How do scientists choose their life’s work? For avid surfer Nick Mallos, a love of the ocean made marine biology an easy choice. But it was a black-and-white bird with a 6-foot wingspan that inspired him to focus his research on marine debris and clean up as many beaches as he can.
Nick first encountered the Laysan albatross during a grad school research trip to Midway Atoll in the North Pacific. With over 450,000 nesting pairs, Midway Atoll is home to the largest Laysan population in the world. The birds cover the 2.4 square-mile area, nesting in every available nook, from abandoned WWII gun turrets to grassy cracks in the pavement.
But once you look beyond those birds, “you realize there’s this scattering of plastic over the entire island,” Nick says. “It’s impossible to not see plastic – it’s just everywhere. The most perverse part of it is that it’s most heavily concentrated around every nest.”
Science communication has changed. If you know the tricks, you can be more effective than ever. Credit: flickr user Trondheim Byarkiv
Scientific inquiry is about the pursuit of knowledge to improve our world, so why is it so hard to communicate information that can help everyone? Actually, it doesn’t have to be – just follow these three steps I learned at the Science of Science Communication Colloquium:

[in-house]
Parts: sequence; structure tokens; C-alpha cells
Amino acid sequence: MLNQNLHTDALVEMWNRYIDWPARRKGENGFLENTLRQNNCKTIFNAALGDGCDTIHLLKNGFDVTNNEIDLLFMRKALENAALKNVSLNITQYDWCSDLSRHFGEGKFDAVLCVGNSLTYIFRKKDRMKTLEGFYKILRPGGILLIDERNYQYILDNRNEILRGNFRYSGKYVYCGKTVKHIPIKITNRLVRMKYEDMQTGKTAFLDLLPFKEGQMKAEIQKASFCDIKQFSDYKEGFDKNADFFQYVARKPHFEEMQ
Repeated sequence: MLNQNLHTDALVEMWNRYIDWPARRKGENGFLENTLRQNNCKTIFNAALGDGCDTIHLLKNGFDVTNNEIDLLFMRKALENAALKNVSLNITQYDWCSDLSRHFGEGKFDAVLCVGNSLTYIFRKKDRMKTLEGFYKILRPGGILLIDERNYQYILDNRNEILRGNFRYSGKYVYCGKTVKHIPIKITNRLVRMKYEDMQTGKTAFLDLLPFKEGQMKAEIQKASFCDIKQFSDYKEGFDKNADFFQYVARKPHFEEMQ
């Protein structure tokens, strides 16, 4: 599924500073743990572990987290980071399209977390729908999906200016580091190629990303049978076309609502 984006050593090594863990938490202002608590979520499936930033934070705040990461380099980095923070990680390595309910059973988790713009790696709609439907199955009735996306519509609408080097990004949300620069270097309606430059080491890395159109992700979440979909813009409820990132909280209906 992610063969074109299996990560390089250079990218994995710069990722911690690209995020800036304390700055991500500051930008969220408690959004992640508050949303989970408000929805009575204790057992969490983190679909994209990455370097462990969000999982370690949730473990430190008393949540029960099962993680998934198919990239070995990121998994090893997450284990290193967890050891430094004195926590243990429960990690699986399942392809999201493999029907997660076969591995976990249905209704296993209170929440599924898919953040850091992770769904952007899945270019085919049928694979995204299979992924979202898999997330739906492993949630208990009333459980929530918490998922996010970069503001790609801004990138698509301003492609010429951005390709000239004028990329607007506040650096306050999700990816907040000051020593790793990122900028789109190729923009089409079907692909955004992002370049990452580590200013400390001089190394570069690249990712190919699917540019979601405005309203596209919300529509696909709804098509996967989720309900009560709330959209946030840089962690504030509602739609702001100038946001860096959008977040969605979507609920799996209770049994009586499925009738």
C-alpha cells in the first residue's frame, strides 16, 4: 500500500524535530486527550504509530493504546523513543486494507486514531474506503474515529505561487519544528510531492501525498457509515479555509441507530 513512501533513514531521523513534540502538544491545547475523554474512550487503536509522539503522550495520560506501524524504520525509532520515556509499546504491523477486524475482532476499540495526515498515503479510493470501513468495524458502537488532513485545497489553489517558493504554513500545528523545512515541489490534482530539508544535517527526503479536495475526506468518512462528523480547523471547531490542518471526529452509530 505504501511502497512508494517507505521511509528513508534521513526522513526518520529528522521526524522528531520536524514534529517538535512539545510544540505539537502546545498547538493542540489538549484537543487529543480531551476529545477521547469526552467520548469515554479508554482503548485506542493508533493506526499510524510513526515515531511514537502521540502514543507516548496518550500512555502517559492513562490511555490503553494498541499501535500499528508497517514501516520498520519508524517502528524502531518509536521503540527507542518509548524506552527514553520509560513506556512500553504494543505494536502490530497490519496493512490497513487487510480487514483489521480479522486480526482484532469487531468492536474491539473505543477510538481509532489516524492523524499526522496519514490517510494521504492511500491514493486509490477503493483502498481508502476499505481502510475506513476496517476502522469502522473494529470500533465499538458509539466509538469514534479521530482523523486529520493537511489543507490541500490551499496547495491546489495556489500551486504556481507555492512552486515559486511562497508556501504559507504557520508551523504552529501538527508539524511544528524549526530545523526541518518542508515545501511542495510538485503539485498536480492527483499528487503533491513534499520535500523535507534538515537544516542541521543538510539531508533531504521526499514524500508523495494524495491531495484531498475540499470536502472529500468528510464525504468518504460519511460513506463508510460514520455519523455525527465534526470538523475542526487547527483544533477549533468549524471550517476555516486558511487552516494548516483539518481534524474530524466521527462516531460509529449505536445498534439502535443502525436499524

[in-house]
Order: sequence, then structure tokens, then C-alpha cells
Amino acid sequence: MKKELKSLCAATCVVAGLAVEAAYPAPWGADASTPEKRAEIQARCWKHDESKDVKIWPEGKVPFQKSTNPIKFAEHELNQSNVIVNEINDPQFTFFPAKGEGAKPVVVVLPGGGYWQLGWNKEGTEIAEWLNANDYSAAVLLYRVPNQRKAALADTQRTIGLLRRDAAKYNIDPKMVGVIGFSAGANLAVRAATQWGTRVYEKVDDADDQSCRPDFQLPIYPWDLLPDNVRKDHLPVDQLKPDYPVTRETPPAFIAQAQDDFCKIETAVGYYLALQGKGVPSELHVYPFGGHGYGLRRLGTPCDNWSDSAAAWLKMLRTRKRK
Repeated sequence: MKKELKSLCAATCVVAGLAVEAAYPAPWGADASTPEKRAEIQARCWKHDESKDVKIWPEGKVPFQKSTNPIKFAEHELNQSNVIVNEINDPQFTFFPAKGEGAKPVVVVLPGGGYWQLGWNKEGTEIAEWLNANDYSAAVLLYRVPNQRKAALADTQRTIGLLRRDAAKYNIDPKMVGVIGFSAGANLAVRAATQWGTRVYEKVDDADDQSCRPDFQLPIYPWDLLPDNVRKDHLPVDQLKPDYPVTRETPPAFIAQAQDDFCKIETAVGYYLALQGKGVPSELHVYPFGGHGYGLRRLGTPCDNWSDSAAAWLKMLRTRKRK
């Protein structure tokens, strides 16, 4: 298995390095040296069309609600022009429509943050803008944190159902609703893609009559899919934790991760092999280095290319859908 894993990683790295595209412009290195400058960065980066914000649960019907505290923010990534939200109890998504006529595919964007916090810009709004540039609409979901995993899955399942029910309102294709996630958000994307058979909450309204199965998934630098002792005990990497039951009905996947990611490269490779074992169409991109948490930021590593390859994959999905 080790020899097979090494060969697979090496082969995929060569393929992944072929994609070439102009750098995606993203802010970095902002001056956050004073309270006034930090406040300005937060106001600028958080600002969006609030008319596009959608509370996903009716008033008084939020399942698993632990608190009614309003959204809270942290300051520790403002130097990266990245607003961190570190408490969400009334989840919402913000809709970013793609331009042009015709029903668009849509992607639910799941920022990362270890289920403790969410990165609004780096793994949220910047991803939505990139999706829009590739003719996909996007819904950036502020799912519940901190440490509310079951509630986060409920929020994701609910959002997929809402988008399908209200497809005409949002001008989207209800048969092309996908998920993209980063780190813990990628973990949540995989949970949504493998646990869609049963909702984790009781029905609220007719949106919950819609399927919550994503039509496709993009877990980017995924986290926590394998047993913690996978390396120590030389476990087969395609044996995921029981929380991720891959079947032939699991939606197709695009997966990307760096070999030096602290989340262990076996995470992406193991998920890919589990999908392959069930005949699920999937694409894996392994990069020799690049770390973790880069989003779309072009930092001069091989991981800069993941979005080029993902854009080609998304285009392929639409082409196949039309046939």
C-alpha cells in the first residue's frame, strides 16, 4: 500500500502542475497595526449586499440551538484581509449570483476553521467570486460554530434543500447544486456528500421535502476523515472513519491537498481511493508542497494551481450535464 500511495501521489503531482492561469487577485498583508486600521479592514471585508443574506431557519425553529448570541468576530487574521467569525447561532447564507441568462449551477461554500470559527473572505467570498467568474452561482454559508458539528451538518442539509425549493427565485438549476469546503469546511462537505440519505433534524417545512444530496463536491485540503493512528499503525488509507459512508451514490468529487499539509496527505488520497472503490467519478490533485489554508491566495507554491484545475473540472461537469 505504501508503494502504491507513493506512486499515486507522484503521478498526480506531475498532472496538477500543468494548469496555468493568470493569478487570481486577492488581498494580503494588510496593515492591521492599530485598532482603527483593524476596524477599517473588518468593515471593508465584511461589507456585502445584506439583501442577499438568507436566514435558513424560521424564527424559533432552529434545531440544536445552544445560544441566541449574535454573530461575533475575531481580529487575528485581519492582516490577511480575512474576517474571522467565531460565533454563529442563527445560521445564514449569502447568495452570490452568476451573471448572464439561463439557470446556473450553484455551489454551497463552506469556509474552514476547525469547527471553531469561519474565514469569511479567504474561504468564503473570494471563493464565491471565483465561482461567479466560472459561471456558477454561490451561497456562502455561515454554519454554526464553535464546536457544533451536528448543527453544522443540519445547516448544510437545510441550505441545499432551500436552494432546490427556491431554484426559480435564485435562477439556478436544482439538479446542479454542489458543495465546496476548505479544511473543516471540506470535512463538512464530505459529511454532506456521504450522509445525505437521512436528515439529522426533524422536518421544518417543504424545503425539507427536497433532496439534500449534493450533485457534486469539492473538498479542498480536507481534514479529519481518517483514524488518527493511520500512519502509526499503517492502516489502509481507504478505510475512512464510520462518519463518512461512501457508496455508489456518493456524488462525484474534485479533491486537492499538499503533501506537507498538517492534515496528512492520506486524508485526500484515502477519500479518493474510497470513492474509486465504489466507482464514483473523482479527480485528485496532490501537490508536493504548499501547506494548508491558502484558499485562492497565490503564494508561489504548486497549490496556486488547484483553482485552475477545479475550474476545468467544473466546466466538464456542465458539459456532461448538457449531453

1) Meet your audience where they are. It’s easy to assume the more someone knows about a scientific issue, the more they’ll care about it. However, there’s little empirical evidence to support this theory. Other factors, such as age, education, political party, religion, etc., may influence a person more than their understanding of an issue. You can help a person better understand a scientific concept, but unless you can appeal to their emotions or something they already care about, knowledge alone may not increase their support.